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5,000-year-old cat fossils discovered in China help explain domestication

5,000-year-old cat fossils discovered in China help explain domestication

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Though the modern human–cat relationship is well documented on YouTube, researchers are still puzzling over how our initial domestication of cats developed. But now a new discovery in China is helping to shed some light on it: in a paper published today, researchers describe finding multiple cats' fossilized bones dating back 5,300 years ago — one of the earliest signs of cat domestication to date. The cats are believed to have lived alongside farmers, often attacking rodents that got into their food supply, eating food that humans discarded, and potentially even being fed by humans.

"Cats were attracted to ancient farming villages by small animals."

"Our data suggest that cats were attracted to ancient farming villages by small animals, such as rodents that were living on the grain that the farmers grew, ate and stored," Fiona Marshall, a co-author of the study from Washington University in St. Louis, says in a statement. "Even if these cats were not yet domesticated, our evidence confirms that they lived in close proximity to farmers, and that the relationship had mutual benefits."

The research, led from the Chinese Academy of Sciences, is being published today in Proceedings of the National Academy of Sciences. The researcher write that it was in Quanhucun, a village in the Shaanxi Province of China, that they found eight cat bones coming from at least two separate cats — likely more. At least one of the cats lived to a very old age, suggesting that it may have been looked after by humans. Other cats focused more on rodents, as bones, burrows, and architectural signs indicated that they were a problem for the village's farmers.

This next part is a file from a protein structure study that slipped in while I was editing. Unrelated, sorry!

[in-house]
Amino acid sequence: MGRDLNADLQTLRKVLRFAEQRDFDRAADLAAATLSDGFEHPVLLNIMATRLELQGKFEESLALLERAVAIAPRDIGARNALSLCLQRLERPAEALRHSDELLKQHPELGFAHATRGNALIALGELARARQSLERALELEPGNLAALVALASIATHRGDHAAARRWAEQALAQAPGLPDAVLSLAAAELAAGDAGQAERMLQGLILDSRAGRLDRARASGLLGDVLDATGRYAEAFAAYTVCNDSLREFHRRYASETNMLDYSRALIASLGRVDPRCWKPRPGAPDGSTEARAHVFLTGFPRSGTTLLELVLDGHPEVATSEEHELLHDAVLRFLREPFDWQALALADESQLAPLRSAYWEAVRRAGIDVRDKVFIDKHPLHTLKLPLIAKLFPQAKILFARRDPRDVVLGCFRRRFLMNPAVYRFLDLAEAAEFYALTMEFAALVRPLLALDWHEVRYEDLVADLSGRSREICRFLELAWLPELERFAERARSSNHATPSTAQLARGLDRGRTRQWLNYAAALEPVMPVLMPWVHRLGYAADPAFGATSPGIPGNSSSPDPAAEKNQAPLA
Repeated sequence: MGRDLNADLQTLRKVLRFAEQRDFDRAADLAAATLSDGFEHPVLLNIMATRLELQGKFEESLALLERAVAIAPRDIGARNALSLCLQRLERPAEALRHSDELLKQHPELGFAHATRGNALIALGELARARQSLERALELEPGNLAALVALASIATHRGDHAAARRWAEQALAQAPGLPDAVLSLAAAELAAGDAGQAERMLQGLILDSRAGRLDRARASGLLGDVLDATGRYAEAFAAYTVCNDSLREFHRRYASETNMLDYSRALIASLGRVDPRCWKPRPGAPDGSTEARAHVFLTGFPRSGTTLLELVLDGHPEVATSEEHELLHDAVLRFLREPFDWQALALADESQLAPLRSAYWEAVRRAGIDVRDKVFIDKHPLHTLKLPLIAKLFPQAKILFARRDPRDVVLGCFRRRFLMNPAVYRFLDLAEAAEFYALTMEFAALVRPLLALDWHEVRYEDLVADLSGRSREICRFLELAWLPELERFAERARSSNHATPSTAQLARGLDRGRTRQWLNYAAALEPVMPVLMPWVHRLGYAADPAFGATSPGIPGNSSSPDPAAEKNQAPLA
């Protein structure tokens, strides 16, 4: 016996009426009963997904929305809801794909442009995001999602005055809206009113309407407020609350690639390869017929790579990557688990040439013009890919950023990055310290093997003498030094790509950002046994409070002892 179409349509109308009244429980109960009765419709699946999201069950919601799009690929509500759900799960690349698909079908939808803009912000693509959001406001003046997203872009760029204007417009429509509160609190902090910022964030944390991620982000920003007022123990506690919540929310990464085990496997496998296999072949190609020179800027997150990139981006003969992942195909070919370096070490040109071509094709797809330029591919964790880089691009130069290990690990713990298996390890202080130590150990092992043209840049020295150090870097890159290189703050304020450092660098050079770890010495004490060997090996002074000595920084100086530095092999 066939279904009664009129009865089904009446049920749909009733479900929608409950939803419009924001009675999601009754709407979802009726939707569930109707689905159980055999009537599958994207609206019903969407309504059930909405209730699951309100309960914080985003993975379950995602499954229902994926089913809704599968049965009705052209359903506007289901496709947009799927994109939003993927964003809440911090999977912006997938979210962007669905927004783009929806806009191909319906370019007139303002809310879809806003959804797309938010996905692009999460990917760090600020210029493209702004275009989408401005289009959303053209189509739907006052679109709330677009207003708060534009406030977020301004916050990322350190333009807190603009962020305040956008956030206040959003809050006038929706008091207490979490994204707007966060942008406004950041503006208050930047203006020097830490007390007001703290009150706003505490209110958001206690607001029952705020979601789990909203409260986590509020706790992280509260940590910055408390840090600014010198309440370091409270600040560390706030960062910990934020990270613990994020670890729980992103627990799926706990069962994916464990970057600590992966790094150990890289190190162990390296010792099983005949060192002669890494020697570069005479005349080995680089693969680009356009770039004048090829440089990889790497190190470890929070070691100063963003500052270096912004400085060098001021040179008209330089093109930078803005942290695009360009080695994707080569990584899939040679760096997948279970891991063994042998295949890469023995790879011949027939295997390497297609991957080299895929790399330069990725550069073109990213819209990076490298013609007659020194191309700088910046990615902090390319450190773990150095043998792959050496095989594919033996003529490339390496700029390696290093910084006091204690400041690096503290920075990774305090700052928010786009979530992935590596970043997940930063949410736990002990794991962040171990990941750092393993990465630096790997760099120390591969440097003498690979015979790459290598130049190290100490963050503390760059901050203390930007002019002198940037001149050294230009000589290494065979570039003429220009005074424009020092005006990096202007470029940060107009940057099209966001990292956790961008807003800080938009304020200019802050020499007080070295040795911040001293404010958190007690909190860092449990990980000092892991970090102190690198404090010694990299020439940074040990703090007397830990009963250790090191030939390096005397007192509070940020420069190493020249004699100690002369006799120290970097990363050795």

The finding fits into an important — and still unclear — place in the history of cats' domestication. Researchers previously found a human and a wildcat buried beside one another at a gravesite in Cyprus that dates around 10,000 years back, but there's a large gap between that and the next major finding on cats' domestication, art from around 4,000 years ago in Egypt. At 5,300 years old, this new finding helps to fill that gap and explain how domestication developed. Before now, domesticated cats weren't even thought to have come to China until closer to 2,000 years ago.

But how they got there is still far from clear. "We do not yet know whether these cats came to China from the Near East, whether they interbred with Chinese wild-cat species, or even whether cats from China played a previously unsuspected role in domestication,” Marshall says. Most domestic cats today are believed to be descendants of the Near Eastern Wildcat, but there's no DNA evidence yet to confirm that the cats present in Quanhucun were related. The paper suggests that a complex trade network could have brought them there though, and another two groups of researchers in China and France are now looking into how exactly these cats fit into the puzzle of domestication.